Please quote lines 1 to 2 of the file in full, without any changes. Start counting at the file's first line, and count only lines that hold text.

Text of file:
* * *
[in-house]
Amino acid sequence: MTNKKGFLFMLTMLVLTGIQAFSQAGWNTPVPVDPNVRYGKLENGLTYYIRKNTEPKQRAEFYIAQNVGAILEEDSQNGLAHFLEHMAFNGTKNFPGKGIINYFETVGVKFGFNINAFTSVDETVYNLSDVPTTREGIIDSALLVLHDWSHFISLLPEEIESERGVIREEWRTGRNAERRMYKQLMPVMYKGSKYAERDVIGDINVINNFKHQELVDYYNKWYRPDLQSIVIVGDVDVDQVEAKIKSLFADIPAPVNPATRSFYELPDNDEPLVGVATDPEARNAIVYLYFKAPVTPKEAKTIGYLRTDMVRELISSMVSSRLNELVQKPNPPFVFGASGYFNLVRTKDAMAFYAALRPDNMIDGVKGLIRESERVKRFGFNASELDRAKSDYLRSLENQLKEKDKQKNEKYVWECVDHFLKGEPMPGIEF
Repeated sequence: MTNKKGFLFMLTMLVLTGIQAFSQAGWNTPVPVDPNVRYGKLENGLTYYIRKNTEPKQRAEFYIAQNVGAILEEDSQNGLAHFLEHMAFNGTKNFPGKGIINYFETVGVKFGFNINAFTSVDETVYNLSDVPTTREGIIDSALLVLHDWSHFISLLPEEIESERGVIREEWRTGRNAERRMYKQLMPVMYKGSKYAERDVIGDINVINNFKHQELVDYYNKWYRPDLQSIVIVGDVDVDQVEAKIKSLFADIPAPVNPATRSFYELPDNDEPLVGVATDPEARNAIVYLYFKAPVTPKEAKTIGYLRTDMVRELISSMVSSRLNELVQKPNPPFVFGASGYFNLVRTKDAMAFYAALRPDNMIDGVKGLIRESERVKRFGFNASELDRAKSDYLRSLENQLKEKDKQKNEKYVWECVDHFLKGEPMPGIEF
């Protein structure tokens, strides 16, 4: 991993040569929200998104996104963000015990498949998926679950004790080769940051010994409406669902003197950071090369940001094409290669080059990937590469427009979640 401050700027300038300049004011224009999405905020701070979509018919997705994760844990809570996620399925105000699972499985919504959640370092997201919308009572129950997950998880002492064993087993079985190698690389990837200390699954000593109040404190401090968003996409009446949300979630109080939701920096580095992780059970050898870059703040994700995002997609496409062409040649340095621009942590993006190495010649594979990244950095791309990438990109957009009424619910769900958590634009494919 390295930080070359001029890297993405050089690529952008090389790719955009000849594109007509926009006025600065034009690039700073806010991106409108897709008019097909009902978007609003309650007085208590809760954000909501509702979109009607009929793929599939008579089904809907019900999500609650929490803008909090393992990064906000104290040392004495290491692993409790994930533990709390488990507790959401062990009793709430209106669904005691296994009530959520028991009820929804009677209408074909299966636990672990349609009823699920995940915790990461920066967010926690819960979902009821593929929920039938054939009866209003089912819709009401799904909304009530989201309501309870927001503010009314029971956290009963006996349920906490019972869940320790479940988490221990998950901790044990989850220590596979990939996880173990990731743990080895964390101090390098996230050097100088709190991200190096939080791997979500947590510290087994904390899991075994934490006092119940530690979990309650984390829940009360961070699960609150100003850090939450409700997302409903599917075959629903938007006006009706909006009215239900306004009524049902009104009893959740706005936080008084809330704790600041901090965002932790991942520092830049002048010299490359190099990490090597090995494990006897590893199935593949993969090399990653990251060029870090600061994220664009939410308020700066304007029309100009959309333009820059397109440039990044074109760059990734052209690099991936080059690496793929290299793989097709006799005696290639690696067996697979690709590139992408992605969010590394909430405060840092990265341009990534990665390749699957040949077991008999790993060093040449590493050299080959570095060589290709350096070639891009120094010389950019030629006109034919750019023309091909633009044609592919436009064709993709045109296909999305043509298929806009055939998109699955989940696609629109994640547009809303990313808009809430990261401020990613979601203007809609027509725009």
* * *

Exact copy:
[in-house]
Amino acid sequence: MTNKKGFLFMLTMLVLTGIQAFSQAGWNTPVPVDPNVRYGKLENGLTYYIRKNTEPKQRAEFYIAQNVGAILEEDSQNGLAHFLEHMAFNGTKNFPGKGIINYFETVGVKFGFNINAFTSVDETVYNLSDVPTTREGIIDSALLVLHDWSHFISLLPEEIESERGVIREEWRTGRNAERRMYKQLMPVMYKGSKYAERDVIGDINVINNFKHQELVDYYNKWYRPDLQSIVIVGDVDVDQVEAKIKSLFADIPAPVNPATRSFYELPDNDEPLVGVATDPEARNAIVYLYFKAPVTPKEAKTIGYLRTDMVRELISSMVSSRLNELVQKPNPPFVFGASGYFNLVRTKDAMAFYAALRPDNMIDGVKGLIRESERVKRFGFNASELDRAKSDYLRSLENQLKEKDKQKNEKYVWECVDHFLKGEPMPGIEF